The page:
INDIANAPOLIS — I didn’t have to drive the leg of I-74 between Peoria and Indianapolis Wednesday on the way to the site of the Big Ten men’s basketball tourney, so I got caught up on some light reading.
It’s been a while since I got as good a chuckle as what the story about Iowa Athletics Director Gary Barta hiring new Hawkeyes offensive line coach Brian Ferentz gave me.
Ferentz, of course, is the son of Hawkeyes head coach Kirk Ferentz. Because of that, there were the obvious hoops to be jumped through to bring the hire within university policy.
Before we proceed, is there anyone other than a high-profile coach who could hire one of their children or siblings to work with them at a state university? Can you see the university president hiring his or her son or daughter, saying it was the best choice available, and doing so without a barrage of criticism from inside and outside the school?
By the way, I am on the record right here at this blog saying I think Brian Ferentz was a good hire who will be a fine coach for Iowa. This isn’t a criticism of the hire in the least, it’s merely derisive laughter at the lengths institutions will go (and often must go) to present themselves as doing things the proper way.
For the story on this that includes the letter Barta sent to Sue Buckley, UI vice president for human resources, check this On Iowa blog post, written by Marc Morehouse.
“I was very interested in pursuing Brian Ferentz to become a member of our football staff due to his strong experience and success in the professional coaching ranks,” Barta wrote to Buckley. “I worked through UI policies and procedures and we were subsequently able to convince Brian to apply.”
“I interviewed all four approved applicants. Kirk purposely did not participate in Brian’s interview process. At the conclusion of the interviews it was apparent to me that Brian’s credentials and candidacy were worthy of recommending for hire.”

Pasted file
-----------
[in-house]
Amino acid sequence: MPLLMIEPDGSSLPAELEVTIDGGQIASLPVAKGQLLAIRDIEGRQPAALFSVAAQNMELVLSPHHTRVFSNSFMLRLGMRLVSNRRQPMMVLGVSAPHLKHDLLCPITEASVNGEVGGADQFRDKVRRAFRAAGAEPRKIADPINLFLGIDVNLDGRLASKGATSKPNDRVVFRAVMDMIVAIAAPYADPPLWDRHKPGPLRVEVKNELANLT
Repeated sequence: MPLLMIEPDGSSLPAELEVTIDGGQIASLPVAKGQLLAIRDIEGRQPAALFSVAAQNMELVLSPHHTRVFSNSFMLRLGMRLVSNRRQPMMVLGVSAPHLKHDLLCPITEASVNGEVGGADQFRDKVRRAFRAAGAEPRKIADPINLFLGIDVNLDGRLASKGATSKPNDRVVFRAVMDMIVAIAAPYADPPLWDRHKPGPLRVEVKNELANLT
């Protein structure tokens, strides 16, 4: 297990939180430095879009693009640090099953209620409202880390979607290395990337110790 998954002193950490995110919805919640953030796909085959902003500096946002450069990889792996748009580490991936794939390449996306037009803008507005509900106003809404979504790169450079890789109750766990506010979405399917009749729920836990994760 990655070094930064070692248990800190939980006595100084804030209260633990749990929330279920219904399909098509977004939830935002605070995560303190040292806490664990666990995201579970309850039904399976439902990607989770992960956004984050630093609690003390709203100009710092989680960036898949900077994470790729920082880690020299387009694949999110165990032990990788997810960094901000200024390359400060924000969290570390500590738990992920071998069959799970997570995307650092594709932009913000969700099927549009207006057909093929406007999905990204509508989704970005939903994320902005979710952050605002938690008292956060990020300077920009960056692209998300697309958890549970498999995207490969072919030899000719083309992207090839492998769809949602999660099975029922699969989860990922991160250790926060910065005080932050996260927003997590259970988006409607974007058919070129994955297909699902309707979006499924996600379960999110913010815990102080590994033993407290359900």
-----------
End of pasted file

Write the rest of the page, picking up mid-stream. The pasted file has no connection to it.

First, good for Barta for somehow “persuading” Brian Ferentz to apply for this job. He probably had to do quite the sales job. (Uh huh.)
Second, what do you think the odds were going in that young Ferentz wasn’t going to be Barta’s “choice?” I’d say, oh, 20 million-to-1. But that’s without knowing the other three candidates. If one or all of them were proven whizzes at coaching major-college offensive linemen, then I adjust my estimate to only 15 million-to-1.
Brian Ferentz will report to Barta, not his father. (Again, uh huh). Barta submitted a management plan “in recognition of UI Conflict of Interest Employment” that has Brian Ferentz reporting to him. Barta also will conduct Ferentz’s annual performance review and compensation. Barta will seek feedback from Kirk Ferentz when it comes to those performance reviews.
So I guess Barta won’t need to pore over a season’s worth of offensive line game film each winter.
“It’s clear that all the university’s policies were followed, which makes us confident everything has proceeded as is supposed to,” UI spokesman Tom Moore said.
Sure, fine, whatever. The policies were followed. Wink, wink.
None of this is a knock on Barta. Honestly. He and Kirk Ferentz did the tangos they had to do with the university to get Brian Ferentz hired. But they and their university shouldn’t expect us to take any of of this bureaucratic wording too seriously. Kirk Ferentz — or any other major-college coach with any kind of stroke — doesn’t leave the hiring of assistant coaches to anyone else on this or any other planet. If Ferentz wants to hire Candidate X, no matter who it is, Barta isn’t going to hire Candidate Y instead.
It isn’t like the public was in some uproar over this hire, screaming about the evils of nepotism. Everyone who follows football knows Brian Ferentz has coaching credibility (four years in the New England Patriots organization) and ought to be a significant addition to the Hawkeyes’ staff.
At Iowa alone, Steve Alford hired his father, Sam Alford, to be one of his assistant basketball coaches. Tom Brands hired his brother, Terry Brands, to be an assistant wrestling coach.
Steve Spurrier Jr., was on his father’s football staff at Florida, and is now his dad’s passing game coordinator at South Carolina. Shane Beamer is the associate head football coach for his father, Frank Beamer, at Virginia Tech. USC football coach Lane Kiffin’s defensive coordinator is his father, Monte Kiffin.
They all probably had to go through their university policy games, but the head football coach at those institutions isn’t merely a name on an organizational chart. He is a boss, and in many instances, The Boss.
You would have feared for the safety of the university administrator or athletics director who would have tried to stop Tom Brands from hiring Terry or Kirk Ferentz from hiring Brian.
Barta isn’t dumb. He knew who he wanted to be Iowa’s next O-line coach. It was the guy with the same last name as the head coach, the guy Barta helped “convince” to apply for the job.
Like I said, funny stuff.